Risk factors predictive of psychiatric symptoms after traumatic brain injury

July 12, 2011
Journal of Neurotrauma is an authoritative peer-reviewed journal published monthly in print and online that focuses on the latest advances in the clinical and laboratory investigation of traumatic brain and spinal cord injury. Credit: ©2011, Mary Ann Liebert Inc., publishers

A history of psychiatric illness such as depression or anxiety before a traumatic brain injury (TBI), together with other risk factors, are strongly predictive of post-TBI psychiatric disorders, according to an article published in Journal of Neurotrauma.

In addition to a pre-injury psychiatric disorder, two other factors are early indicators of an increased risk for one year after a TBI: during the acute post-injury period, and a concurrent limb injury. Kate Rachel Gould, DPsych, Jennie Louise Ponsford, PhD, Lisa Johnston, PhD, and Michael Schönberger, PhD, Epworth Hospital and Monash University, Melbourne, Australia, and University of Freiburg, Baden-Württemberg, Germany, also describe a link between risk of psychiatric symptoms and unemployment, pain, and poor quality of life during the 12-month post-TBI period.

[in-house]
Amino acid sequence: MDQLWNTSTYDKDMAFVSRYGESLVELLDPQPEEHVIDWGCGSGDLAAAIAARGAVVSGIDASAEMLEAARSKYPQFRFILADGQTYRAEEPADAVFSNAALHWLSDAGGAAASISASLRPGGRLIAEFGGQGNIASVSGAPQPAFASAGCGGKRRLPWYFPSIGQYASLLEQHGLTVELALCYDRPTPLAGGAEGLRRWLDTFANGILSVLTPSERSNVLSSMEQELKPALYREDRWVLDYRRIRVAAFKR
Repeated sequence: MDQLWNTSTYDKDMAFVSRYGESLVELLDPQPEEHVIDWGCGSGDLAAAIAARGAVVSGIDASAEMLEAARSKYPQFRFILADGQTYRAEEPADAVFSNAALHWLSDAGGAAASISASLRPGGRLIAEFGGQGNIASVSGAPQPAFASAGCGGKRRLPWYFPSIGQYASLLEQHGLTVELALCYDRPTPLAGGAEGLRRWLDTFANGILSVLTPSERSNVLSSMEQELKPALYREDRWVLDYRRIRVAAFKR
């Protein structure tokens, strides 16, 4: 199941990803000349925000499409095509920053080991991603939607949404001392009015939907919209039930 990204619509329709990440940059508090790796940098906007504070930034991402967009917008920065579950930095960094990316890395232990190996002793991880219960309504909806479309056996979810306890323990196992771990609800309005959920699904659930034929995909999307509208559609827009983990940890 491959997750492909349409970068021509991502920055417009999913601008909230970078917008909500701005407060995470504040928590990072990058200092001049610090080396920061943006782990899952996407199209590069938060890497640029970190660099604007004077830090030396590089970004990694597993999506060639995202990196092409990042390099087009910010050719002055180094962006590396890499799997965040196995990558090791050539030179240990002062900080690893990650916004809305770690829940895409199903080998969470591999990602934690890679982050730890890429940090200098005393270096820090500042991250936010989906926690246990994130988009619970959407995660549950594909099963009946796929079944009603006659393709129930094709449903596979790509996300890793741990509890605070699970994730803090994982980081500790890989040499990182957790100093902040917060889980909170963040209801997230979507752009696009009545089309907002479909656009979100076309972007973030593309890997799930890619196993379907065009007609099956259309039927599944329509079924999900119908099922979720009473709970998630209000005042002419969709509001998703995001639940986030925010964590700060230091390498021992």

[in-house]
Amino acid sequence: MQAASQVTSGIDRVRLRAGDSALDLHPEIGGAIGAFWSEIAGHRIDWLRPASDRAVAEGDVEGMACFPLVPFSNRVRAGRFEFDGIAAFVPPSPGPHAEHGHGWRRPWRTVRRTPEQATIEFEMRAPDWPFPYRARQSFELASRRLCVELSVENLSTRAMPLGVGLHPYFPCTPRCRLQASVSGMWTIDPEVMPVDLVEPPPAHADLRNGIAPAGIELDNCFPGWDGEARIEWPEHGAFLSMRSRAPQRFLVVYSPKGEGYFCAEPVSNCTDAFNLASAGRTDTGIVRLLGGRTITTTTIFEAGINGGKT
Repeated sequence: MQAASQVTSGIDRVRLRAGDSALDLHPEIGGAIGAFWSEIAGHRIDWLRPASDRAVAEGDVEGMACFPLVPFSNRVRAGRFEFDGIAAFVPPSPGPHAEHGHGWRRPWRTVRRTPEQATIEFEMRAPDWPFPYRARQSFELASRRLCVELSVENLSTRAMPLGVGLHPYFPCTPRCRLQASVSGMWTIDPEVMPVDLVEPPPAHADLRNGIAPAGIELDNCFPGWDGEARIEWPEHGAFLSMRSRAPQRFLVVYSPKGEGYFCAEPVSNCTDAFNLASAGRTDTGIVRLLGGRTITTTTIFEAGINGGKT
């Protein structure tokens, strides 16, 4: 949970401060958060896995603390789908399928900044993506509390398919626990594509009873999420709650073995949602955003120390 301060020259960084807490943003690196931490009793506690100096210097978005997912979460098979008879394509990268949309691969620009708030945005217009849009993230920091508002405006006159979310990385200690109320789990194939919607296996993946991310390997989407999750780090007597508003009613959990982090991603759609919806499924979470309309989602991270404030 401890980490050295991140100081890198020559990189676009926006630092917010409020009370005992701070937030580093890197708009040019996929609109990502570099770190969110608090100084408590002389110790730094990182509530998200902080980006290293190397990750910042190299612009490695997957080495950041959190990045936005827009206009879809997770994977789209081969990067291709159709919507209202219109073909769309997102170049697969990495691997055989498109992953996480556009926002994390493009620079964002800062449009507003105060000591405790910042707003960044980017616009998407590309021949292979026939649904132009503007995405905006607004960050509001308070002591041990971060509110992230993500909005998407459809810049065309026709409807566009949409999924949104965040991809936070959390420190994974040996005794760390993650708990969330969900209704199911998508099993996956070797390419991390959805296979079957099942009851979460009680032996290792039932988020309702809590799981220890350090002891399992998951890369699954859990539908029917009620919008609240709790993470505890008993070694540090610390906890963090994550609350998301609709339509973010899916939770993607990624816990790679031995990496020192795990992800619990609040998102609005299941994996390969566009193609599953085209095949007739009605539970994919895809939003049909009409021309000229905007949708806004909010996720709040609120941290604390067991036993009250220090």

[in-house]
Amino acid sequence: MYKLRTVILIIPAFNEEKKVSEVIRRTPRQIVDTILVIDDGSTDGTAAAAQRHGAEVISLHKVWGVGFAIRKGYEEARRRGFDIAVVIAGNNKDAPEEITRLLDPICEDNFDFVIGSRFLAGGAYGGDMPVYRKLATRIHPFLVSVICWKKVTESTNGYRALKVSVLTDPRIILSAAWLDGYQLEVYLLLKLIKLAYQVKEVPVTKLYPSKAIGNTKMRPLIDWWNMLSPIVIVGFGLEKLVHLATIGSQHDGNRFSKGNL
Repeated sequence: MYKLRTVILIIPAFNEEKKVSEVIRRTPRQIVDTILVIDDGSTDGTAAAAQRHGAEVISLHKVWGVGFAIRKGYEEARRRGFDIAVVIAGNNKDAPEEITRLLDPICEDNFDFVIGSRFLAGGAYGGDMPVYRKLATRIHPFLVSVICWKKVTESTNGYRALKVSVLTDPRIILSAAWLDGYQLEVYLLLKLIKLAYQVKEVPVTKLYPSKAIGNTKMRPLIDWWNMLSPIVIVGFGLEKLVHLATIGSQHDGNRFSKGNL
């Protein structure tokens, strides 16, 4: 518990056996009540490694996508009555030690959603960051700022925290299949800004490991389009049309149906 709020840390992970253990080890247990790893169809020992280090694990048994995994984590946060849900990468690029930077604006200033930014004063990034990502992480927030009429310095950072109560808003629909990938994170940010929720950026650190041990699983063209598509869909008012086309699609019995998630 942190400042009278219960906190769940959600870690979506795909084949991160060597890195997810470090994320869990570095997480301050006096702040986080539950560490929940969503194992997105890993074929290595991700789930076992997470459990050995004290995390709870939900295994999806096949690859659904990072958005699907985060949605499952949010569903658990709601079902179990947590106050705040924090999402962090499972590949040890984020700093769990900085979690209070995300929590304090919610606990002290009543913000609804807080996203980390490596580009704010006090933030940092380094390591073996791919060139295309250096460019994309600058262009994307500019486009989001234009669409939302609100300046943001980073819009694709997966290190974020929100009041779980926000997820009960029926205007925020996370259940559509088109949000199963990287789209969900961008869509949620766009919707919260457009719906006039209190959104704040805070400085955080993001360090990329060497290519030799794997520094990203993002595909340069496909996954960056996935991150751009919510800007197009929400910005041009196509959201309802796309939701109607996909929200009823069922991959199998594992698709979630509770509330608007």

In the presence of a limb injury, patients who suffered a TBI had a 6.4 greater risk of psychiatric disorders at 1 year, and a 4-fold greater risk of depression in particular, compared to patients without a limb injury. The authors report their findings in the article, "Predictive and Associated Factors of Psychiatric Disorders after : A Prospective Study."

Explore further: Traumatic brain injury shows strong link to depression, but treatments lack study

More information: The article is available free online at www.liebertpub.com/neu

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